The April issue of The Scientist contains a good article on science blogging, titled Scooped by a Blog by David Secko (Vol. 21, Issue 4, page 21) focusing on publishing data on blogs, running an Open Notebook lab online, and the way blogs are affecting the evolution of science publishing.
The main story of the article is the story about the way Reed Cartwright's quick comment on a paper led to his co-autorship on the subsequent paper on the topic. But you can read all about it on his blog, including the article excerpt on the story.
Blogs are not just for commenting on published papers; they are also
used for posting novel data. In April 2006, Bora Zivkovic posted an
undergraduate paper about aggression in crayfish on his blog,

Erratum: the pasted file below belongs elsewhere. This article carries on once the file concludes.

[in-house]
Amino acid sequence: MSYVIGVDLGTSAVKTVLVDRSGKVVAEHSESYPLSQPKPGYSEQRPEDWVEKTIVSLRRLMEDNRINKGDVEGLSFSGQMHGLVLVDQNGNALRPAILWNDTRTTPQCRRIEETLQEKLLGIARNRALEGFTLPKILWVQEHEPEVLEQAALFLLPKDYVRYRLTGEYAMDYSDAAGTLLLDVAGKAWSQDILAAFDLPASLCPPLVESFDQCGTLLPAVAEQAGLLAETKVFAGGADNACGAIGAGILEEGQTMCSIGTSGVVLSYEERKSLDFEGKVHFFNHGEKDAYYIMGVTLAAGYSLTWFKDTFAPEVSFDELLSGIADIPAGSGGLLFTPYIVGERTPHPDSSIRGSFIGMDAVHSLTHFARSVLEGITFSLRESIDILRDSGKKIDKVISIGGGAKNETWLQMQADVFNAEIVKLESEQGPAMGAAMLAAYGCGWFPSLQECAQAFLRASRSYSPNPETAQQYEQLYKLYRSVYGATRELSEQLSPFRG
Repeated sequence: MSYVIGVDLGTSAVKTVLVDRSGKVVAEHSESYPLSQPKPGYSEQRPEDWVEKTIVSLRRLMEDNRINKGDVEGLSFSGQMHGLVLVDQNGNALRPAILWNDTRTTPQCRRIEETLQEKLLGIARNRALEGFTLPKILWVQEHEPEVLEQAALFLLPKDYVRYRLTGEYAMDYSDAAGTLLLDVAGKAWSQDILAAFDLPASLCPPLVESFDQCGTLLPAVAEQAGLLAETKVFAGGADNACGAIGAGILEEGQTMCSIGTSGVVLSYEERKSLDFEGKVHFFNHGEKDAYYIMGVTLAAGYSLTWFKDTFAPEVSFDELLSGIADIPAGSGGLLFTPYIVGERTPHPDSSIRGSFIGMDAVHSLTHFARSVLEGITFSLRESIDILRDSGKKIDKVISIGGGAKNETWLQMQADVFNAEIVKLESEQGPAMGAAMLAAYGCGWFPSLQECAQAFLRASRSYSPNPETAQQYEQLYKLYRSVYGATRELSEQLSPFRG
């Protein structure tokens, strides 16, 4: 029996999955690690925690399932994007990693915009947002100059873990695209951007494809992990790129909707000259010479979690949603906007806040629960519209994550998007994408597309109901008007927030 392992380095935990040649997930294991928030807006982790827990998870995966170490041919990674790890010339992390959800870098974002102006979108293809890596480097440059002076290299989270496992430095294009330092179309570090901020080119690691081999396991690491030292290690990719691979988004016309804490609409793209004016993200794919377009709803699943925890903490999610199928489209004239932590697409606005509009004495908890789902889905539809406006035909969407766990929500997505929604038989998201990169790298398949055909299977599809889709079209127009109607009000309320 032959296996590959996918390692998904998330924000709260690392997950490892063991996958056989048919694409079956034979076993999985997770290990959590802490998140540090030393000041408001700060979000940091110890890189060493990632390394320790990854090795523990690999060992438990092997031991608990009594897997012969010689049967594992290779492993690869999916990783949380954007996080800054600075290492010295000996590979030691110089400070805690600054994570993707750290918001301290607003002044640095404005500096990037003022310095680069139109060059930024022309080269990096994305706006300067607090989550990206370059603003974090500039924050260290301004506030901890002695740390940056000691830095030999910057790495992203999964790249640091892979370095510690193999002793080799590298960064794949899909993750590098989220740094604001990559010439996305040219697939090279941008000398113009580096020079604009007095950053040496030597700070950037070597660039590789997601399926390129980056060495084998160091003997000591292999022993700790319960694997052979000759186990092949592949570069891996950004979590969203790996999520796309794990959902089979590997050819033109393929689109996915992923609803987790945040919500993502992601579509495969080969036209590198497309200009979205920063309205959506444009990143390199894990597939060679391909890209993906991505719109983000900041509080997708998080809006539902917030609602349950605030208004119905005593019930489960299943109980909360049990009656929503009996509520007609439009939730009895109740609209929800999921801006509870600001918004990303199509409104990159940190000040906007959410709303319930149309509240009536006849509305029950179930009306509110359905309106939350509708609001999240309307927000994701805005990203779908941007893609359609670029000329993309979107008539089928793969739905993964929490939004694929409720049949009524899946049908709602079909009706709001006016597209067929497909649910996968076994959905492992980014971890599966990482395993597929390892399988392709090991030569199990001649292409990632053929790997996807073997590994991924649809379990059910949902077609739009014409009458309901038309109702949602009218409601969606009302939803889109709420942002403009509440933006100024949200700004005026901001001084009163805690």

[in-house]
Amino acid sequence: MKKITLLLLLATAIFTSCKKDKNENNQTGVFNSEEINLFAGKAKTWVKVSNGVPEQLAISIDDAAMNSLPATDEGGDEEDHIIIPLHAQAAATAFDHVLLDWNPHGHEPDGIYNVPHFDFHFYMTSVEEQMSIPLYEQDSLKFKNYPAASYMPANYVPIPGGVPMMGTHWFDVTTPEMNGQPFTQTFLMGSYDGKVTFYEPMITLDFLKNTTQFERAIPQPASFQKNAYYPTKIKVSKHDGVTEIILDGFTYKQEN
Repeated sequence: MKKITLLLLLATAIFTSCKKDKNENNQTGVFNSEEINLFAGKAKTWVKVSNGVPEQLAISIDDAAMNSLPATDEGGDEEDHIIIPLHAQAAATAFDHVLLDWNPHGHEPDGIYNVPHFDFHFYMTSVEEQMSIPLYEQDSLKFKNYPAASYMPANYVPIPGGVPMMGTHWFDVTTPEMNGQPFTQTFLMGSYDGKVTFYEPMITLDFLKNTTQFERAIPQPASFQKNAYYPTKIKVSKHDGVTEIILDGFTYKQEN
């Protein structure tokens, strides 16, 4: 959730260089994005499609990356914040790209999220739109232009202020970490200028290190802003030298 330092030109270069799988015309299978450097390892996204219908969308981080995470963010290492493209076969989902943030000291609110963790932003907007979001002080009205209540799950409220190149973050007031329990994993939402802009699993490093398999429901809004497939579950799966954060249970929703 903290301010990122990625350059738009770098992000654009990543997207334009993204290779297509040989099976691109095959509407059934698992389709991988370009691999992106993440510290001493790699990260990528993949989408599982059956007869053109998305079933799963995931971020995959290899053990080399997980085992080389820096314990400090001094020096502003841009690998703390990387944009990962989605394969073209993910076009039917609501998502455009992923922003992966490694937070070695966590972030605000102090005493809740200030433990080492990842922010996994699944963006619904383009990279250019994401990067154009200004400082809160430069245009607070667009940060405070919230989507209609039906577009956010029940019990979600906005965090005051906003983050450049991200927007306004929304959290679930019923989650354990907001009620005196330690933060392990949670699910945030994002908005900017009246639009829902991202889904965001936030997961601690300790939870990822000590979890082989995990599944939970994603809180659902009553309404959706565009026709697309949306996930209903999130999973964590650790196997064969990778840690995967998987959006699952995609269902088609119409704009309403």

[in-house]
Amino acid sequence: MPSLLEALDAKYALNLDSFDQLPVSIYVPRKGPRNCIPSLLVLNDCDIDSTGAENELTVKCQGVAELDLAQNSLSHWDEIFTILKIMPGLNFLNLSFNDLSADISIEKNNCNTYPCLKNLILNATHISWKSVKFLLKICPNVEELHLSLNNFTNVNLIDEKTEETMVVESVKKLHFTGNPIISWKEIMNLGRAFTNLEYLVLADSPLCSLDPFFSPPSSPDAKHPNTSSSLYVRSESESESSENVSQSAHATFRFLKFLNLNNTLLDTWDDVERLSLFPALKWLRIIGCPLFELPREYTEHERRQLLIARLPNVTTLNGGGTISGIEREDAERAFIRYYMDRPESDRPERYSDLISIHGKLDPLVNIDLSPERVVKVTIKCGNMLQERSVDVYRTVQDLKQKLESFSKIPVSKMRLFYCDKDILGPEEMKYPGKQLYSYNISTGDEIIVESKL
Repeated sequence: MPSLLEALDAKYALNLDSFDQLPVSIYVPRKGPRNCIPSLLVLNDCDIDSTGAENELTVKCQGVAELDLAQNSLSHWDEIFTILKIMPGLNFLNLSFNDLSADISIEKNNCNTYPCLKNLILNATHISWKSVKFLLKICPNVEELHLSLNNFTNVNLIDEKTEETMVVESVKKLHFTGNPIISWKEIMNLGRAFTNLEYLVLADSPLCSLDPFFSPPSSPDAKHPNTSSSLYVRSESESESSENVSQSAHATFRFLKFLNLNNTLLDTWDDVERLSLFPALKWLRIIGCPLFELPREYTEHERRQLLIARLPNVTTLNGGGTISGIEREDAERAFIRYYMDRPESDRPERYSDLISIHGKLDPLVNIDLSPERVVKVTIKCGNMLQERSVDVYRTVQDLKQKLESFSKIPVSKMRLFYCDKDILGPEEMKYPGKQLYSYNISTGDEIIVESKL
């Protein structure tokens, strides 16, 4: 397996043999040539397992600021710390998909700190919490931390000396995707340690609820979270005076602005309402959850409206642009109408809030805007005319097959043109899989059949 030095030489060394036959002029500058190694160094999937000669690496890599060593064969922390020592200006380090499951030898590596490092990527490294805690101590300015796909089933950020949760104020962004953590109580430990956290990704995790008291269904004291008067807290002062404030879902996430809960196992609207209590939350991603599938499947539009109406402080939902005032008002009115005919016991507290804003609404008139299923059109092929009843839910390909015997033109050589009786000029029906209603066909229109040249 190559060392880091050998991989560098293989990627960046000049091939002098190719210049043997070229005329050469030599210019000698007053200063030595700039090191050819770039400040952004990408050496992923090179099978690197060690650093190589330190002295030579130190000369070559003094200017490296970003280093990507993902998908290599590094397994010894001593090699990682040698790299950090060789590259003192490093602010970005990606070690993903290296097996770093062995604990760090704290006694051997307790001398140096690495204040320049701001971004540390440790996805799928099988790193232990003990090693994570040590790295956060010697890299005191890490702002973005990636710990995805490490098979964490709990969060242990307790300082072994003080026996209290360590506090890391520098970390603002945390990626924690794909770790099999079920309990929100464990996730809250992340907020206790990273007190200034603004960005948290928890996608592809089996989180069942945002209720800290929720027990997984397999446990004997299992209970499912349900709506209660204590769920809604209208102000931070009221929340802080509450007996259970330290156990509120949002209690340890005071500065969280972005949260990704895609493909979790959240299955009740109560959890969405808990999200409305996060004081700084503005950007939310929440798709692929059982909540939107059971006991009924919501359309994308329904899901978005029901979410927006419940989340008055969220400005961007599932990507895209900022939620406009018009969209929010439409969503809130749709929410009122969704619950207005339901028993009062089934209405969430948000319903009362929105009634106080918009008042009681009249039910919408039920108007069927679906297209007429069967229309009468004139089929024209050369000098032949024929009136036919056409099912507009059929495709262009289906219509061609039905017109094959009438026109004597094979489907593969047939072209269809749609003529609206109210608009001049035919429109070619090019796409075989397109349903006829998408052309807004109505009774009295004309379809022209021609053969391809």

Circadiana. "It was undergraduate research that was impossible to
continue," says Zivkovic, a graduate student at North Carolina State
University at Raleigh, who coorganized the blogging conference. It took
a lot of work to get permission to post the paper, he says, but in the
end people thought it better for the paper to be accessible than to
Zivkovic concedes that he has had less luck in convincing people that he
should post his dissertation on his blog before he publishes it. "But if
and when I get to having my own lab I'd like to be completely open," he
says, "having a live blog where everyone posts what happens in the lab